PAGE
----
Joyful woman with flowers in her hair

The Value of Harnessing Happiness

Harnessing happiness is simply inviting joy and a general sense of contentment into your life. It’s having a sense of fulfillment and satisfaction in life.

Happiness is a subjective state of being and it means different things to different people. You could be the poorest person on the planet and be quite content with the life you live. You could be a billionaire and still be utterly miserable. Why is that? You may ask.

The crucial thing to understand is that happiness hinges greatly on how well your needs, as a human being, are being met.

Maslow’s hierarchy of human needs places basic needs such as food, water, safety, and shelter at the bottom two tiers of his pyramid model. These are the human needs that must be prioritized above all others. Without food and water, we die. Without safety and shelter, at we are at risk of dying.

Next are human relationships. As social beings, we need to interact ad bond with others. We need to feel we belong. We need to see the fruit of our labors. We need recognition for our accomplishments. We need to build self-esteem. We need reasons to feel good about ourselves.

Pyramid depicting Maslow's Hierarchy of Needs

Maslow’s Hierarchy of Needs

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Self-actualization lays at the highest tier of Maslow’s hierarchy. We need to fully realize our potential. We need to create, and we need to challenge ourselves. Unfortunately, so many of us are often so busy making sure that we satisfy our physiological and psychological needs and forget about the need for self-fulfillment.

We pour our entire beings into surviving and give very little thought to the importance of thriving, of satisfying all and not just some of the human needs. We stop at meeting our basic and psychological needs and decide our work here is done.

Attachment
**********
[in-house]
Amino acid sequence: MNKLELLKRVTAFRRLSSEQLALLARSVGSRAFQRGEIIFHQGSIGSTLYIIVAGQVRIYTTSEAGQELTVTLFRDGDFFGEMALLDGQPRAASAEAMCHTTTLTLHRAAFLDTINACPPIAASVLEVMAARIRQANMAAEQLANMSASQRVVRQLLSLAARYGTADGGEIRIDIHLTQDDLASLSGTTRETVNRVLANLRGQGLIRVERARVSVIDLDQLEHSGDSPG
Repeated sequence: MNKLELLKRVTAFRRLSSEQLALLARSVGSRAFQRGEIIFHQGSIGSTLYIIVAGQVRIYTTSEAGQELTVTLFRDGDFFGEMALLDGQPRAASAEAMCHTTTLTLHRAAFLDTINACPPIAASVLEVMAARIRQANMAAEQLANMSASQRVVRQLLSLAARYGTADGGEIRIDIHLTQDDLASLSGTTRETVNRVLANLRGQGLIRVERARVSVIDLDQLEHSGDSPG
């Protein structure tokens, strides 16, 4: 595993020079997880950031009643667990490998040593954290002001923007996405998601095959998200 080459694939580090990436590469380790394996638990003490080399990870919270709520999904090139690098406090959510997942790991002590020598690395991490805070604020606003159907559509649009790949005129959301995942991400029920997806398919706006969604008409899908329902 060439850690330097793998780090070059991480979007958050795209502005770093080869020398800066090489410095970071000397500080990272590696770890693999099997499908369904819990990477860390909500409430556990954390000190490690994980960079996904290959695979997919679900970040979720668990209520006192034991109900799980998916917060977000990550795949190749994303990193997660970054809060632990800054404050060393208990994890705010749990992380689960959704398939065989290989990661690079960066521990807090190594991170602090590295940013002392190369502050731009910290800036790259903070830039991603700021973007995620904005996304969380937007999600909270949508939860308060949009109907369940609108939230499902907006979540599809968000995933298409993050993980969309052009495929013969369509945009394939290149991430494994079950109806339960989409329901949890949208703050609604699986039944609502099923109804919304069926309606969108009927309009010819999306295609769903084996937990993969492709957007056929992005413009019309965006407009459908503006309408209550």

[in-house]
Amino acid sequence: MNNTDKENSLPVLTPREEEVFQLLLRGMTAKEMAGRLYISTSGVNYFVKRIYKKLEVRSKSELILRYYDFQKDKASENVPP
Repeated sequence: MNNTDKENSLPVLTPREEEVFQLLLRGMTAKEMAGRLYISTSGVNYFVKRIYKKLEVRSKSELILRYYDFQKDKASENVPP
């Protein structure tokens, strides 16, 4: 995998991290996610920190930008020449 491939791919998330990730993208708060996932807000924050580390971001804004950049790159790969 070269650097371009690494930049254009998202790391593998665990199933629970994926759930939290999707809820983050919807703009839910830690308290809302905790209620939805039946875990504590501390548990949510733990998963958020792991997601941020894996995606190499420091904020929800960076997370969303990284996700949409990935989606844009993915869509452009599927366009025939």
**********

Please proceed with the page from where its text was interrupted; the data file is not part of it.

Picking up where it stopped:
If that’s the case, though, where do midlife crises come from? Why do some people spend years drifting from one job to the next, unable to make anything stick? Why do so many people feel incomplete without a romantic partner to stuff inside that inexplicable void inside their lives?

How often have you found yourself thinking?
  • This isn’t the life I wanted
  • I hate my life
  • There’s no such thing as happiness
  • I haven’t accomplished anything worthwhile in my life
  • I have everything I need, but I still feel so empty inside.

Sure, these negative thoughts creep up on all of us from time to time. Happiness isn’t about feeling chirpy and cheerful every minute of every, single day. It isn’t some epic, never-ending, natural high.

True happiness is living with positive intention and an optimistic outlook. It’s being content with what we have in life. It’s believing the effort invested in our accomplishments are worth our while. It’s feeling fulfilled, despite the trials and tribulations that come our way. It’s going to bed exhausted tonight, and still looking forward to getting up in the morning and seizing the day all over again.

When was the last time you felt like that?

If you can say yesterday or today, rejoice. Chances are, you are, indeed, living a happy life.

Maybe you don’t know that feeling, though. Maybe it’s been so long, you can’t even remember what it feels like. Should you despair? I think not. That’s alright because now you know. You’ve come to realize that there is something seriously amiss in your life. Something you need to and can change for the better has come to light.

This is the point at which harnessing happiness comes into play. I won’t claim it’s easy. Positive self-transformation takes a great deal of introspection and effort on your part. What matters right now, is that you’ve already made the biggest, most crucial step.

There are several ways to invite happiness into your life.
  • Determine which of your needs are not being met. Ask yourself how you can attain these things without sitting around and waiting for them to come to you.
  • Appreciate yourself. Accept your awesome self, talents, and imperfections alike. Stop thinking you need someone else’s permission to love yourself for who you are.
  • Be patient. Happiness isn’t like that quarter the Tooth Fairy leaves under your pillow overnight. Besides, by now you should have figured out by now that the Tooth Fairy’s a total frau—well, never mind.
  • Take care of yourself. Self-care is not self-indulgence, and it makes all the difference to your well-being in the world.

Harnessing Happiness takes time, effort, and persistence. Be prepared to work for it. Some of us will have to work harder it than others. I’d like to think my fellow chronic depression fighters know where I’m coming from with this. The simple truth of the matter is that no one can hand you happiness or all of life’s answers on a silver platter.

Positive self-transformation is something you must undertake yourself, for your own sake. You cannot rely on anyone else to do it for you because no one has a roadmap to your soul.

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